Friday, April 20, 2012

My Earth Day Project


With Earth Day around the corner, projects from those trying to do their part are cropping up here and there. This Nevada block "N" was created out of recycled water bottles in honor of UNR's Earth Week festivities.

 
As for me, I was inspired by a bottle garden on Urban Green Survival's blog.  Check out the blog post with a very helpful video and a photo of the finished project (then the next steps make make more sense to you.)
Supplies needed for bottle garden (click for larger image)
For SUPPLIES all you need is:
  1. a 2-liter plastic bottle and five or six small plastic bottles (used from work)
  2. a permanent marker and a pair scissors
  3. caulk (tub and tile sealant)
  4. planting medium (I got the 8 qt. vermiculite from a home improvement store for under $5)
  5. plant food (32 oz. herb and vegetable plant food for under $12)
  6. sponge (a dollar store is a great place to get cheap, plain sponge)
  7. herb seeds (such as cilantro, basil, parsley, etc.)

Click for larger image.
Then CUT the water bottles:
  1. I used one of the bottle caps as a template to draw five circles around the top of the 2-litter bottle with a permanent marker.  John drilled starter holes in the center of each of the five circles with a drill bit for me but you can easily use the sharp point of your scissors or something else to puncture a hole.  Then with the scissors, I cut along the permanent marker line (the cuticle scissors I used are perfect for the job because it has a curved tip).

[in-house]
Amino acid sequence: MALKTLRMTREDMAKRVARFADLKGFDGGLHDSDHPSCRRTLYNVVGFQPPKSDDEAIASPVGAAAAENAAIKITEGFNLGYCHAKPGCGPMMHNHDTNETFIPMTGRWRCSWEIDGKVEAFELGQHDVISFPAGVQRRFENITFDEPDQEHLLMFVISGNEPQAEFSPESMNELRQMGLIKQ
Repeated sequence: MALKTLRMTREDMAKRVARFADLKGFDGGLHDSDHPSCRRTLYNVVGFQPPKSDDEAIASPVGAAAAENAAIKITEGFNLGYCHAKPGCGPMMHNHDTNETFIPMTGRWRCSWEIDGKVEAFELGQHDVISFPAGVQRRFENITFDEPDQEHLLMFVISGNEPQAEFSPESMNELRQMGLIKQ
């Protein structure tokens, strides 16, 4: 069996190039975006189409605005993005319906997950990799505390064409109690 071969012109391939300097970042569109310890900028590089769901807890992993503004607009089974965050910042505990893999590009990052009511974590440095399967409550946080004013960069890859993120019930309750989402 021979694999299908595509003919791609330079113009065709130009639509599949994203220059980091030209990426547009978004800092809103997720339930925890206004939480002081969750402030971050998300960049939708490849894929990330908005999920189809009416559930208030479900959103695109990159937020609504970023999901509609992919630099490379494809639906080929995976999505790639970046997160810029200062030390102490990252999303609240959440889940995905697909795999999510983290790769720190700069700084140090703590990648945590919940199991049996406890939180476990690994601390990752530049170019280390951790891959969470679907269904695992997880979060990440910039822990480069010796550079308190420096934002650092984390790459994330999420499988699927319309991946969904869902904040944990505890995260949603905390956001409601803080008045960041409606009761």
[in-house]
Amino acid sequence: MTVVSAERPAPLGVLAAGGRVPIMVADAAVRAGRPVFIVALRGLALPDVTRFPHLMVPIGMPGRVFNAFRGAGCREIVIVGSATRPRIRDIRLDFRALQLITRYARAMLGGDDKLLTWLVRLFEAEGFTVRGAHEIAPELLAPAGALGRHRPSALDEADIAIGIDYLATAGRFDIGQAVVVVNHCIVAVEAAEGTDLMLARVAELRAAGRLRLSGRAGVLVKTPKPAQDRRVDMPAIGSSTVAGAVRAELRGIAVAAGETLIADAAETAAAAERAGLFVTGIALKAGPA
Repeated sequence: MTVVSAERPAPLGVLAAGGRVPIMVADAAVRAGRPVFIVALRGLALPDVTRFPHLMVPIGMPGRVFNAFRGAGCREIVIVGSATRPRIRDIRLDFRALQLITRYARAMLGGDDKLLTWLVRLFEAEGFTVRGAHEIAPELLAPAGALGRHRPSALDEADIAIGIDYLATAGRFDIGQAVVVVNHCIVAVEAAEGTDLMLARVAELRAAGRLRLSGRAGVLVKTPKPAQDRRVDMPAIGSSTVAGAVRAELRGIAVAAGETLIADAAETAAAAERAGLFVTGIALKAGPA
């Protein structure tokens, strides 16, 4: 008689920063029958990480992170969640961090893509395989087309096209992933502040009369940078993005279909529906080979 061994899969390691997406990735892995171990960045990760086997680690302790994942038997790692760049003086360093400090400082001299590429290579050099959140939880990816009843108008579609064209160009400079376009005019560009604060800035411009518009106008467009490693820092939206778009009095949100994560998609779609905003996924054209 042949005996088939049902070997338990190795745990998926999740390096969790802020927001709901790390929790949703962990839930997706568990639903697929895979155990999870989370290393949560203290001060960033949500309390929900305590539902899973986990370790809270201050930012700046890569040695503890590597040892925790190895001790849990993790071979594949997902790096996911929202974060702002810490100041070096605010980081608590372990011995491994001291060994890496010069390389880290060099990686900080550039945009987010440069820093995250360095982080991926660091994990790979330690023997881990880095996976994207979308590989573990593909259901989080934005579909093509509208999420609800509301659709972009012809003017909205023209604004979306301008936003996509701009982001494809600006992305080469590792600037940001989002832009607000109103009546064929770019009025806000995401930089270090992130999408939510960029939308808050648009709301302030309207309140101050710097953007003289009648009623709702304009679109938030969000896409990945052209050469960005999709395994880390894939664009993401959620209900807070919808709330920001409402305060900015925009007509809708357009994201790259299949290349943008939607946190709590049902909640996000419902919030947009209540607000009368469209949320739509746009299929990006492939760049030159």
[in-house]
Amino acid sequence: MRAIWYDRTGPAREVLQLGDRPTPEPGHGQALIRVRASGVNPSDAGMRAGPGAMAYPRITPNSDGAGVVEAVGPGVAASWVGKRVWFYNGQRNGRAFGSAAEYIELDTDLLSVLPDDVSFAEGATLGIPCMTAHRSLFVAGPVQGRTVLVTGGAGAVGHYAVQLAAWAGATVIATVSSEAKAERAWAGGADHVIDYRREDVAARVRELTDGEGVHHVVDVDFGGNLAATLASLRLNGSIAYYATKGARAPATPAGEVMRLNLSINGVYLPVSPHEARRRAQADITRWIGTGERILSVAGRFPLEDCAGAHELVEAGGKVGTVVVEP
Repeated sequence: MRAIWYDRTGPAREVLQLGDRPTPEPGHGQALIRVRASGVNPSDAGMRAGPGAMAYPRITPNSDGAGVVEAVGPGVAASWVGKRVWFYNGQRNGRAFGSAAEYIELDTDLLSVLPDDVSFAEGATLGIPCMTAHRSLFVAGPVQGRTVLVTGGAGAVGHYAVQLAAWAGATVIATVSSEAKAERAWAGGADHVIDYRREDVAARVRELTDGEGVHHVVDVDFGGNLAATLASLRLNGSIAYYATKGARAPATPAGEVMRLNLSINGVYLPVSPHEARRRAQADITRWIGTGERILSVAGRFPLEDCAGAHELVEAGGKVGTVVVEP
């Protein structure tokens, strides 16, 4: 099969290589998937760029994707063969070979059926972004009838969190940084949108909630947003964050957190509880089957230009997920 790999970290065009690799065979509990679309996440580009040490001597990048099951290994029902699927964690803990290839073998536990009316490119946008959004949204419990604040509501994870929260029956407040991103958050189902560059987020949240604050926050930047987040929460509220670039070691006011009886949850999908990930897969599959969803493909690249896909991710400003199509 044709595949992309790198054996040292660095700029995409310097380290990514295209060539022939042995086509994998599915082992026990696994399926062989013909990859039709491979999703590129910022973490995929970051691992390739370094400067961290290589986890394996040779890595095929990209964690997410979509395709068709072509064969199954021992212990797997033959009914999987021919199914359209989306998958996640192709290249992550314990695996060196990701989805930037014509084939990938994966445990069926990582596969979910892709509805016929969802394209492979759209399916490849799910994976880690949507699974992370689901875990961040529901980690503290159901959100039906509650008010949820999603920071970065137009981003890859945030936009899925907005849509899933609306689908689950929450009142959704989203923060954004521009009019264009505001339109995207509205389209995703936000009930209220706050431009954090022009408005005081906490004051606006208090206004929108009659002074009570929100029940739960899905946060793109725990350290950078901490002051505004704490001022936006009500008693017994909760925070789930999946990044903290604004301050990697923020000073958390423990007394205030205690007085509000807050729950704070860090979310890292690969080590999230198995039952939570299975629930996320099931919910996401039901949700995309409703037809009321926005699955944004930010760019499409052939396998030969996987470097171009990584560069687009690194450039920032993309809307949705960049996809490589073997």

2. Cut the smaller bottles so they form a tray or a small planter like illustrations 3 and 4.
Again, if you watch the video and read the post on Urban Survival's blog, what I'm doing may make more sense.

 
The smaller bottles fit in the five holes of the larger 2-litter bottle.  Then you will use the sealant to hold the mouth of the smaller bottles to the 2-liter bottle.  The seal job does not have to be perfect since the water flow will go between the inside of the smaller bottle into the larger bottle; no water actually will touch sealant.

 
I used five smaller bottles instead of six to have some room between the bottles but if you can fit six, go for it.  I just found it easier to have extra room for when I apply the caulk (which now has to dry) so I will have to wait until tomorrow to fill the smaller bottles with planting medium and move on to the next steps!

To be continued...
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